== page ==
Mega-satellite orbiting Ceres would make “a great home” for humans. Ceres is a dwarf planet located in the asteroid belt between Mars and Jupiter.
While Elon Musk, CEO of SpaceX, looks at Mars, physicist and astrobiologist Pekka Janhunen of the Meteorological Institute of Finland is eyeing the dwarf planet Ceres.
Human beings living on other planets in the Solar System are no longer a science fiction theme. The Red Planet is the strongest candidate when we think of new homes for humanity.
The scientist’s idea is to build a “mega satellite”, made up of thousands of cylindrical spacecraft 10 kilometres long and radius of one kilometre. It would all be together, through powerful magnets, in a disk-shaped structure that would orbit the dwarf planet.
Janhunen further explains that each cylinder could accommodate up to 50,000 people and have artificial gravity and atmosphere.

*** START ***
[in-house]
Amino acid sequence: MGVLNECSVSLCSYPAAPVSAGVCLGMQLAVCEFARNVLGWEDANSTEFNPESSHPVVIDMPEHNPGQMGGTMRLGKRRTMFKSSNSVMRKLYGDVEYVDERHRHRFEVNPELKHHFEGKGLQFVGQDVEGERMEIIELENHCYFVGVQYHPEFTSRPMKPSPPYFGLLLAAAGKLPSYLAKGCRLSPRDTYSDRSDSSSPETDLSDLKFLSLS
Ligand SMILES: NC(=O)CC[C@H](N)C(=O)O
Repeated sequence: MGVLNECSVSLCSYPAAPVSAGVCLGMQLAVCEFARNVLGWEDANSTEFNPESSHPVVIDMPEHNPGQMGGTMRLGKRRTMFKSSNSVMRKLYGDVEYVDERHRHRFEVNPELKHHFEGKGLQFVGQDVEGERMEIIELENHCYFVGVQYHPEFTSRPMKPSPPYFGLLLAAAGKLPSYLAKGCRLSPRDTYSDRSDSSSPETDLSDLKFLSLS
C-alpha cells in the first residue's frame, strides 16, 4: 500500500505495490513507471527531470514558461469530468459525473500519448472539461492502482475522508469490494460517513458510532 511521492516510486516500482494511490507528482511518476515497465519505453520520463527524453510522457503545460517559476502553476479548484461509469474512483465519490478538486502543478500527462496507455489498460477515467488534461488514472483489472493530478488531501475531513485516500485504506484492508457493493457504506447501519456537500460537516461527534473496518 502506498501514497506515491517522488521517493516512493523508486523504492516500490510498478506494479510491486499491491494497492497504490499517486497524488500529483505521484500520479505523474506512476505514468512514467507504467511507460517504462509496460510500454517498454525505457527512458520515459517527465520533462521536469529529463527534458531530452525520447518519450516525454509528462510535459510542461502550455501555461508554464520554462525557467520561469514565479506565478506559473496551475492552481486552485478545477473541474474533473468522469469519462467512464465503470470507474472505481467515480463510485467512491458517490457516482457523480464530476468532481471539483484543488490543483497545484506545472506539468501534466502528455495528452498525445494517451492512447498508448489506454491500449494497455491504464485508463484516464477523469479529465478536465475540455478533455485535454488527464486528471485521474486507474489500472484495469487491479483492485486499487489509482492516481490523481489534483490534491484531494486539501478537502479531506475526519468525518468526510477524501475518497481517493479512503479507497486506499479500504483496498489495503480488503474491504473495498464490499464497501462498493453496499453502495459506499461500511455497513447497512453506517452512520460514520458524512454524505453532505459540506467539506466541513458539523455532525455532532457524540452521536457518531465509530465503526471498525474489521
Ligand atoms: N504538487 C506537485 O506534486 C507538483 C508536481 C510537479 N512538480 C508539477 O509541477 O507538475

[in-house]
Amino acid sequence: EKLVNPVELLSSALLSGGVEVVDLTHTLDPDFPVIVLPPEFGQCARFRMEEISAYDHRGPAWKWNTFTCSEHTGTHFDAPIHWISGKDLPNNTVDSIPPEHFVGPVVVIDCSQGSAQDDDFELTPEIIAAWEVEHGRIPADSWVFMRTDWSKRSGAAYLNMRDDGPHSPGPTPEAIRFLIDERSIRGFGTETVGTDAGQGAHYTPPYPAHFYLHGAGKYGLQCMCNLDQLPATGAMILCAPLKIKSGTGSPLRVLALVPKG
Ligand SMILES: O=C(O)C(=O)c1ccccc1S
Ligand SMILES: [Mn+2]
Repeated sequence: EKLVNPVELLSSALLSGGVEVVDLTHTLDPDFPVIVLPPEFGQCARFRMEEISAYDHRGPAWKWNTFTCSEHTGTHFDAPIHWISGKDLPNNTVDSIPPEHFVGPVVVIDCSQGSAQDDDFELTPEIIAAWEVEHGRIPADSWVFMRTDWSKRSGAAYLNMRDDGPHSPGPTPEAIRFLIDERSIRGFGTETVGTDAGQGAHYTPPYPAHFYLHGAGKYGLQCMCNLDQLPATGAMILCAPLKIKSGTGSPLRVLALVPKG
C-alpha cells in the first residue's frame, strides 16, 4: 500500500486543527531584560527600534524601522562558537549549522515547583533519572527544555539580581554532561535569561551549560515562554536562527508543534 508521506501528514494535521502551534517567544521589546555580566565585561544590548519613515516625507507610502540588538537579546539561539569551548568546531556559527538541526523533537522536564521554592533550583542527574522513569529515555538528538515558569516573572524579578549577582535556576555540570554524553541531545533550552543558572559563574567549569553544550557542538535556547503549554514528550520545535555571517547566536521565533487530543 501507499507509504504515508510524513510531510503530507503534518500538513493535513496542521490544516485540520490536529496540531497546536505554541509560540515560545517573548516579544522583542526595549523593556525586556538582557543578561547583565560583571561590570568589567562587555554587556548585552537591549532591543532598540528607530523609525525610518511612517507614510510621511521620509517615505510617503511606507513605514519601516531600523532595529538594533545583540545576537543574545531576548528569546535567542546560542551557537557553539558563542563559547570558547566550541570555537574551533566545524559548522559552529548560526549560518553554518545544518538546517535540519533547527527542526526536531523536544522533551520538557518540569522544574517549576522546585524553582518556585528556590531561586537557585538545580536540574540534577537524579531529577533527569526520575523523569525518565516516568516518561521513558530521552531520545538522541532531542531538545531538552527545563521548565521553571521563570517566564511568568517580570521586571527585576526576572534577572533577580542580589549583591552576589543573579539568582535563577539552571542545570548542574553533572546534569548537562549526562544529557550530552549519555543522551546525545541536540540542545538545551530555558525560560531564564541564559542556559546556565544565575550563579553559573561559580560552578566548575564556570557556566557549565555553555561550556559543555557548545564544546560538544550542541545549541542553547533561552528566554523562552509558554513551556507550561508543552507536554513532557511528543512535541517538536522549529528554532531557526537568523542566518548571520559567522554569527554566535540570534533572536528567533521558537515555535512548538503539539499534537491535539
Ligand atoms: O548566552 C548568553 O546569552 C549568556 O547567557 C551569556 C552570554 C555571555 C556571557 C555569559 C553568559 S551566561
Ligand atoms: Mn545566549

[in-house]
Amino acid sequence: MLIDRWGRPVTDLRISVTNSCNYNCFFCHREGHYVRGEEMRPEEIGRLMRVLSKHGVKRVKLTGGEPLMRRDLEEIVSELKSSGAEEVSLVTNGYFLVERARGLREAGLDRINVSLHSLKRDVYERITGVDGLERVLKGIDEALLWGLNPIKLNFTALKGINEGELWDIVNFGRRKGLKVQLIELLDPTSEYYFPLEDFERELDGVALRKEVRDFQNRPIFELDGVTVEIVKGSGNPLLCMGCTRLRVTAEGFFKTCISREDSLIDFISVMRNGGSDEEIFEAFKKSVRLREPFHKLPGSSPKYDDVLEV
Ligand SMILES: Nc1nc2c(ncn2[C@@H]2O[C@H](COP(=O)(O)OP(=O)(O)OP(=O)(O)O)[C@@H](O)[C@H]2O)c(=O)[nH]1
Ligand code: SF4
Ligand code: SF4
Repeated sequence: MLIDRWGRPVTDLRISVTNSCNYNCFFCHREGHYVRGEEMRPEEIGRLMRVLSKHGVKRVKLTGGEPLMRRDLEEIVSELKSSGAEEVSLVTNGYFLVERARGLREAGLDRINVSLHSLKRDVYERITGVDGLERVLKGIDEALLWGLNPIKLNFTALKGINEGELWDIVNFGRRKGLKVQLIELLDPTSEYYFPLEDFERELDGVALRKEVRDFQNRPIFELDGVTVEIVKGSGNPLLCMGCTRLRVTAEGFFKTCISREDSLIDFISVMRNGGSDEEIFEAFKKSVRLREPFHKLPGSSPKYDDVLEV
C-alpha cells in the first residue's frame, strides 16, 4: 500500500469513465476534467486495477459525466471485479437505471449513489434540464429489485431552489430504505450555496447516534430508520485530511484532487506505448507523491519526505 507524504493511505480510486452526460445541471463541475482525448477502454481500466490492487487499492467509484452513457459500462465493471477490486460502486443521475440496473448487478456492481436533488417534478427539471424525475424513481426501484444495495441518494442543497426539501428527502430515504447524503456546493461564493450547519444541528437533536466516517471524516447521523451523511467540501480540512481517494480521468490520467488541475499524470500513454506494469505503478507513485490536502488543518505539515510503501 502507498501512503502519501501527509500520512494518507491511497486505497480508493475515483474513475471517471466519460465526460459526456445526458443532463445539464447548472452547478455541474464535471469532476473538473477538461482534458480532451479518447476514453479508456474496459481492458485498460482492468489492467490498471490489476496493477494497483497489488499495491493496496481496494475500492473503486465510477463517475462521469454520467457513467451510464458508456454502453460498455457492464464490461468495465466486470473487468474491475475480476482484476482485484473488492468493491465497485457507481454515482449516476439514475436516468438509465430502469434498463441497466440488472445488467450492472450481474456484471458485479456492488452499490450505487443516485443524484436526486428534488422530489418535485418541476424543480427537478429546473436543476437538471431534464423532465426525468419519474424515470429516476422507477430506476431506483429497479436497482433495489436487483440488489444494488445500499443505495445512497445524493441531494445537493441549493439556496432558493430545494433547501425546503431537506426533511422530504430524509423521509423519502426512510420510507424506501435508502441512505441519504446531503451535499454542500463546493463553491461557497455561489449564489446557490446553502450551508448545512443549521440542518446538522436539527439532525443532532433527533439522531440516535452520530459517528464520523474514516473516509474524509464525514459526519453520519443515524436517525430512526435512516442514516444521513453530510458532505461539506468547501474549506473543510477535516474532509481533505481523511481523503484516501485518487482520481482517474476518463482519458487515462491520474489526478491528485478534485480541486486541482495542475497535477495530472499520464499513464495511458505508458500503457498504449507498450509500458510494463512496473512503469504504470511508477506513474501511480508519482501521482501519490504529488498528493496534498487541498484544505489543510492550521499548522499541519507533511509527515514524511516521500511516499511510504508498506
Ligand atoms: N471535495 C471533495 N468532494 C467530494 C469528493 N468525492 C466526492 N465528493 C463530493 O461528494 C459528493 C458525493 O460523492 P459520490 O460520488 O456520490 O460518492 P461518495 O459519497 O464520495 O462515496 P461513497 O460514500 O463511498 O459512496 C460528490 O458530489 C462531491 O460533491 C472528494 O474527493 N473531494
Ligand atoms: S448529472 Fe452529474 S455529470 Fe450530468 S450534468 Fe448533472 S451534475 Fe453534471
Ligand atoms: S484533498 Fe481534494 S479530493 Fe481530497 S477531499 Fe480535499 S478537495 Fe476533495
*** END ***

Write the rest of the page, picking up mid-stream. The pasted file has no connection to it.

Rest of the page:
Ceres is the astrobiologist’s choice because it fulfils several requirements: in addition to an average distance comparable to that between Earth and Mars, which would make travelling more comfortable, it also has a strong presence of nitrogen. As it makes up about 79% of the Earth’s atmosphere, this gas would be a crucial element in constructing the artificial atmosphere.
The radius of the dwarf planet is equivalent to approximately 1/13 of that of Earth. According to the scientist, space elevators would allow space elevators to transfer materials from the Earth to habitats and vice versa.
On the other hand, Mars has a significant disadvantage: the effects of low gravity, which could impair the development of muscles and bones of children born on the Red Planet.
Each cylindrical habitat would complete a rotation every 66 seconds, generating the centrifugal force necessary to create artificial gravity. The cylinders would be attached using magnets, and these points of interconnection would allow adding more habitats and expanding the colony.
As Ceres is a long way from the sun, large mirrors would be used to direct sunlight into the habitat and allow, for example, crops’ cultivation. The author further argues that “the level of difficulty in carrying out this project is probably similar to the colonization of Mars”.